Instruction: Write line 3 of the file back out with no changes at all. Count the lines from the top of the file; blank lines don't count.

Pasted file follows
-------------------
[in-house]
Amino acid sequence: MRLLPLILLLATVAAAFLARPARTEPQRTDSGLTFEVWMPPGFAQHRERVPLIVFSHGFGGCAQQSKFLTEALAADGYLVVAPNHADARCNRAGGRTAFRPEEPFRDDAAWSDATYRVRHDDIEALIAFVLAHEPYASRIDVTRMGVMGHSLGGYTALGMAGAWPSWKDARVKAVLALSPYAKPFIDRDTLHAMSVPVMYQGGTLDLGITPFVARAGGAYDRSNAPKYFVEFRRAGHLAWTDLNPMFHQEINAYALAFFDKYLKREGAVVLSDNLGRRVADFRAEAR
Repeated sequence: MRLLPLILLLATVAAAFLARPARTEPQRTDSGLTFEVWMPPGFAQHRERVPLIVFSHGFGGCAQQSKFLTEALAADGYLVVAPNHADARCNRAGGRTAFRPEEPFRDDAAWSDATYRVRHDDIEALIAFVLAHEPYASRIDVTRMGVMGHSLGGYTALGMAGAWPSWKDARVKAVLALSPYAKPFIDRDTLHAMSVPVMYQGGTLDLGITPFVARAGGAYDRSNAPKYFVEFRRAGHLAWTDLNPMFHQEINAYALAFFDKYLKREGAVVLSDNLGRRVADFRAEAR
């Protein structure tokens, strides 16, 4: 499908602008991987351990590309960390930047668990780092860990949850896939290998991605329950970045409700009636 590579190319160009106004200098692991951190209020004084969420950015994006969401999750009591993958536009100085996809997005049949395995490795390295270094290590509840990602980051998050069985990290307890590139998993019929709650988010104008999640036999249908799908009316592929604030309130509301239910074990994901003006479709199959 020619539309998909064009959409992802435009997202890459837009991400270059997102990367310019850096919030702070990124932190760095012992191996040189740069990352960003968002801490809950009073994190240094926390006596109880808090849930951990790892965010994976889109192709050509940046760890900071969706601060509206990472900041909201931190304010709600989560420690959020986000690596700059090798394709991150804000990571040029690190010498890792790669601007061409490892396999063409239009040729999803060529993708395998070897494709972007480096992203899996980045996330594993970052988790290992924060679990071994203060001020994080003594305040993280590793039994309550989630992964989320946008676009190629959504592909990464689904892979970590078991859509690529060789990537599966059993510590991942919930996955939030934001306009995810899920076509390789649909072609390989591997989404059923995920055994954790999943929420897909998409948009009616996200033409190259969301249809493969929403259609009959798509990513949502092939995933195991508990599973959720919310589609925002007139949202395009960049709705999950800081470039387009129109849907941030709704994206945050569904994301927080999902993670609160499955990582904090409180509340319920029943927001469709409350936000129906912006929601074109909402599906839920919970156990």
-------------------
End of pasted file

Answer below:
Repeated sequence: MRLLPLILLLATVAAAFLARPARTEPQRTDSGLTFEVWMPPGFAQHRERVPLIVFSHGFGGCAQQSKFLTEALAADGYLVVAPNHADARCNRAGGRTAFRPEEPFRDDAAWSDATYRVRHDDIEALIAFVLAHEPYASRIDVTRMGVMGHSLGGYTALGMAGAWPSWKDARVKAVLALSPYAKPFIDRDTLHAMSVPVMYQGGTLDLGITPFVARAGGAYDRSNAPKYFVEFRRAGHLAWTDLNPMFHQEINAYALAFFDKYLKREGAVVLSDNLGRRVADFRAEAR